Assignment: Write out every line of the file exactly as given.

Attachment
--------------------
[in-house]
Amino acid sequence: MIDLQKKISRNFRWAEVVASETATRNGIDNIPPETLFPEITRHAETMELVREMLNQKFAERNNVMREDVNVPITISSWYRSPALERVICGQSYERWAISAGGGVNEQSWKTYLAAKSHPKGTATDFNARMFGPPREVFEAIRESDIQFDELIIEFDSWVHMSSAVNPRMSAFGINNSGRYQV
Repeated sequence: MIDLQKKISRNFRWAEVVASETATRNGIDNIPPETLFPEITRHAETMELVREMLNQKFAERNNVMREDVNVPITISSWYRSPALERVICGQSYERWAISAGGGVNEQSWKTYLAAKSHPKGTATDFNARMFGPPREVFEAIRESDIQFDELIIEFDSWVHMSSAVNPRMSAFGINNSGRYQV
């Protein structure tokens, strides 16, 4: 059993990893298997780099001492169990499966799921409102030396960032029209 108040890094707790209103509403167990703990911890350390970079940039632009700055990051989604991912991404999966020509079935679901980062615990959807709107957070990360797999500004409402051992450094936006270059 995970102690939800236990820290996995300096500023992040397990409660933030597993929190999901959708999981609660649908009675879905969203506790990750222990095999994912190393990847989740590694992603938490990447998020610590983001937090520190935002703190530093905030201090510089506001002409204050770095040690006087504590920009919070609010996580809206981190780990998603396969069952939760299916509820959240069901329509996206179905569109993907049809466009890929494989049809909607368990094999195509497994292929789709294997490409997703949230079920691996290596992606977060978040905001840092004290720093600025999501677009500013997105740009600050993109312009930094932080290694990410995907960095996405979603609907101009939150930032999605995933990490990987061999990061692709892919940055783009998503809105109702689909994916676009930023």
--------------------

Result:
[in-house]
Amino acid sequence: MIDLQKKISRNFRWAEVVASETATRNGIDNIPPETLFPEITRHAETMELVREMLNQKFAERNNVMREDVNVPITISSWYRSPALERVICGQSYERWAISAGGGVNEQSWKTYLAAKSHPKGTATDFNARMFGPPREVFEAIRESDIQFDELIIEFDSWVHMSSAVNPRMSAFGINNSGRYQV
Repeated sequence: MIDLQKKISRNFRWAEVVASETATRNGIDNIPPETLFPEITRHAETMELVREMLNQKFAERNNVMREDVNVPITISSWYRSPALERVICGQSYERWAISAGGGVNEQSWKTYLAAKSHPKGTATDFNARMFGPPREVFEAIRESDIQFDELIIEFDSWVHMSSAVNPRMSAFGINNSGRYQV
């Protein structure tokens, strides 16, 4: 059993990893298997780099001492169990499966799921409102030396960032029209 108040890094707790209103509403167990703990911890350390970079940039632009700055990051989604991912991404999966020509079935679901980062615990959807709107957070990360797999500004409402051992450094936006270059 995970102690939800236990820290996995300096500023992040397990409660933030597993929190999901959708999981609660649908009675879905969203506790990750222990095999994912190393990847989740590694992603938490990447998020610590983001937090520190935002703190530093905030201090510089506001002409204050770095040690006087504590920009919070609010996580809206981190780990998603396969069952939760299916509820959240069901329509996206179905569109993907049809466009890929494989049809909607368990094999195509497994292929789709294997490409997703949230079920691996290596992606977060978040905001840092004290720093600025999501677009500013997105740009600050993109312009930094932080290694990410995907960095996405979603609907101009939150930032999605995933990490990987061999990061692709892919940055783009998503809105109702689909994916676009930023």